When I covered the recent IAAPA 2022 show in last week’s edition of Live Active Cultures, I foolishly assumed that the conference would serve as the pinnacle of the year’s theme park industry events. But just days after IAAPA attendees left Orlando, Disney’s board of directors dropped an unexpected bombshell that reverberated beyond the confines of the Magic Kingdom. The shocking dismissal of Walt Disney CEO Bob Chapek — who reportedly learned of his ouster shortly before Elton John was scheduled to give his last US performance — and the reinstatement of his predecessor Bob Iger after barely two years was certainly not a development you made your own Disney drama Bingo Card. with me.
But though many fans (and staff) welcomed the breaking news of Bob’s replacement by Bob with celebrations that rivaled the Munchkins’ jubilation at Dorothy’s coming, my joy was dampened by remembering the refrain from one of my favorite songs by the Who: “Meet the New Boss, Same Old Boss.” .”
It’s no secret that a pandemic-era acceleration of price hikes and service disruptions across Disney attractions has turned a growing number of die-hard former Disney fans against the company, with complaints about complex new crowd-control policies driving more and more potential visitors toward competitors like Universal. Much of that online anger was directed at Chapek personally, though many of the unpopular policies arose during Iger’s reign or fall under the purview of Parks boss Josh D’Amaro. And any pushback by annual pass holders didn’t stop Disney parks from reaching record revenues in the most recent fiscal quarter; If it weren’t for a stock price plunge precipitated by huge losses from the Disney+ streaming division, the parks profitability might have kept Chapek’s job.
As fun as it is to fantasize about Iger riding on a white horse to fix whatever the park-watchers grumble about, he actually has bigger things to worry about – like undoing Chapek’s disastrous restructuring of the studio’s content divisions and finding a suitable successor before his two-year contract expires. Even if Iger makes wholesale changes to the resorts, it wouldn’t necessarily mark a return to the poet era: Just watch Abigail Disney’s documentary, The American Dream and Other Tales, for evidence of how frontline staff members performed under his watch. Still, there’s a legitimate hope that Iger might want to undo some of the most unpopular policies associated with his short-lived heir, just to stop the bloodshed from brand recalls and start rebuilding trust with Mickey’s most vocal clientele.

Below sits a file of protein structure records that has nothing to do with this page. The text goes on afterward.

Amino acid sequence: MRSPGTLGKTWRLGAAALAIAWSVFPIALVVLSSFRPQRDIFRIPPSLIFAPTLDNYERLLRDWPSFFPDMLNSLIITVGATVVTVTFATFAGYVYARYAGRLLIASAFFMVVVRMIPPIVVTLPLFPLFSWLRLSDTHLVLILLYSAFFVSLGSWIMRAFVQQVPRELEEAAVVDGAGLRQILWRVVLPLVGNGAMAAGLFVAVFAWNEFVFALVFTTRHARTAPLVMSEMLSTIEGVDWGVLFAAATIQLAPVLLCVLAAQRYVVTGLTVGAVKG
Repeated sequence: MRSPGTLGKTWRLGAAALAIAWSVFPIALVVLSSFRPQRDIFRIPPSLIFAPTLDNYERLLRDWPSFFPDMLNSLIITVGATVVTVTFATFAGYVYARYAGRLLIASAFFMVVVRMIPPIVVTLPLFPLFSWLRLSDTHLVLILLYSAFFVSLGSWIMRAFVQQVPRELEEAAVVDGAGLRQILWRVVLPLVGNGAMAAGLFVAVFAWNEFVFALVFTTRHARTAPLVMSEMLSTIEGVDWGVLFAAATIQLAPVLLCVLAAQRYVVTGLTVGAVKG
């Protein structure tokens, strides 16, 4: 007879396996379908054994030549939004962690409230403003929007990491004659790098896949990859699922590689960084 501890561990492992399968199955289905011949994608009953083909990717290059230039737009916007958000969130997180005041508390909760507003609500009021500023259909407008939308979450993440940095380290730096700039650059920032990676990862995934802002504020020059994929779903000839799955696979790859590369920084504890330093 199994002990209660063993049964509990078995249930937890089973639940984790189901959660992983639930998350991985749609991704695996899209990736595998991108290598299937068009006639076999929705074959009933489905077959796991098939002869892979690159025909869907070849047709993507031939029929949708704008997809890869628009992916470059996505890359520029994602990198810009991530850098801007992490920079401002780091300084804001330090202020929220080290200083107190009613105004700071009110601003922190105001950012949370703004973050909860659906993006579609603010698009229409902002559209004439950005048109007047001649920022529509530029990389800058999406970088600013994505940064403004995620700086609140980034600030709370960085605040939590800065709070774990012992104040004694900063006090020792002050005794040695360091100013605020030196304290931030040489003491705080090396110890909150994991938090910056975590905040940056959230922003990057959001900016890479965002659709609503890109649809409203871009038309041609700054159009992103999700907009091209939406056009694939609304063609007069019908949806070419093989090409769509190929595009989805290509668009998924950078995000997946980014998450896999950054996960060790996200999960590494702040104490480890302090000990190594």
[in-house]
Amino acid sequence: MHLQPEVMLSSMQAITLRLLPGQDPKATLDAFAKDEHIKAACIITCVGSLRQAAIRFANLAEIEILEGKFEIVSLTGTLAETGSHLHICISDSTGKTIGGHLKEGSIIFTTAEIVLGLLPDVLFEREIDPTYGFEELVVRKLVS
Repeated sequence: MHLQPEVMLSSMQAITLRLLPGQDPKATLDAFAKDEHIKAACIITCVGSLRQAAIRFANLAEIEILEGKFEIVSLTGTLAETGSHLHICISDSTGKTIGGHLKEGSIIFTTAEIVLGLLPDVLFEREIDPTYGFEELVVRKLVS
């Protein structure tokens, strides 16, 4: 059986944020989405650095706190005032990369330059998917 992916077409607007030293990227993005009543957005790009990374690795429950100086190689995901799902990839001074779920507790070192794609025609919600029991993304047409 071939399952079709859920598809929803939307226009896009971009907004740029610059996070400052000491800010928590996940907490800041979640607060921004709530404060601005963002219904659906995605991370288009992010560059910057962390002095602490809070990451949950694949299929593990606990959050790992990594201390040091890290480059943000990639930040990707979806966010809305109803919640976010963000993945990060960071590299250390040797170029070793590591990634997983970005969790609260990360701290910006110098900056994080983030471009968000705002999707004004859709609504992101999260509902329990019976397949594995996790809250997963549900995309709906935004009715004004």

Assuming that’s the case, here are a few totally no-nonsense suggestions Iger can implement within the next 30 days, instantly restoring the hearts and minds of pixie-dust addicts everywhere just in time for the New Year:
- Cancel theme park reservations for single-day and multi-day theme park tickets, and increase the number of annual park reservations annual pass holders can make in advance.
- Move up your park-eligibility time from 2 p.m. to noon, and stop asking pass holders to enter their reserved park first if arriving in the afternoon.
- Free parking lot trams resume operation at all theme parks.
- Ditch the default queue for Guardians of the Galaxy: Cosmic Rewind.
- Include a free Disney+ entry with every theme park entry.
- Officially cancel moving the company from California to Lake Nona, and re-enlist some talented Visualizers who have departed in recent years.
- Rehiring laid-off artists, with a focus on rebooting closed street shows like Citizens of Hollywood.
- Increase after-hours preventive maintenance on major attractions to reduce avalanche outbreaks.
- Announce a confirmed opening date for the Magic Kingdom’s Tron ship, and get in on the limited pre-Christmas previews.
Unfortunately, implementing all of these ideas wouldn’t solve the biggest problem with Walt Disney’s theme parks. The increase in attendance has outpaced the addition of new attractions, resulting in a net loss in per capita hourly capacity that is only exacerbated by additional freight line cutting schemes such as Genie+. In fact, unless Iger could immediately wave his magic wand hardware A few brand new e-tickets inside each park The most effective way he can improve your park-going experience is by getting rid of the Genie+, making guests pay an extra $20-$30 for the privilege of spending all day updating their smartphones in contemplation of Get the Lightning Lane return time.
With more than 50 percent of visitors shelling out on the service, it’s highly unlikely that Egger will kill this cash cow entirely. But capping sales at 10 percent of park attendance (while increasing the price dramatically) would make the service more valuable to those who choose to buy it, and less harmful to those who don’t.
And if Iger really cares about fixing what’s wrong with the resorts, he should just have his top lieutenants do exactly what I did last week: visit the parks with their families during the height of the holiday season, without any special perks. Allow a few VPs to watch their babies cry while waiting three hours for a flight, and you’ll see serious changes begin the next day.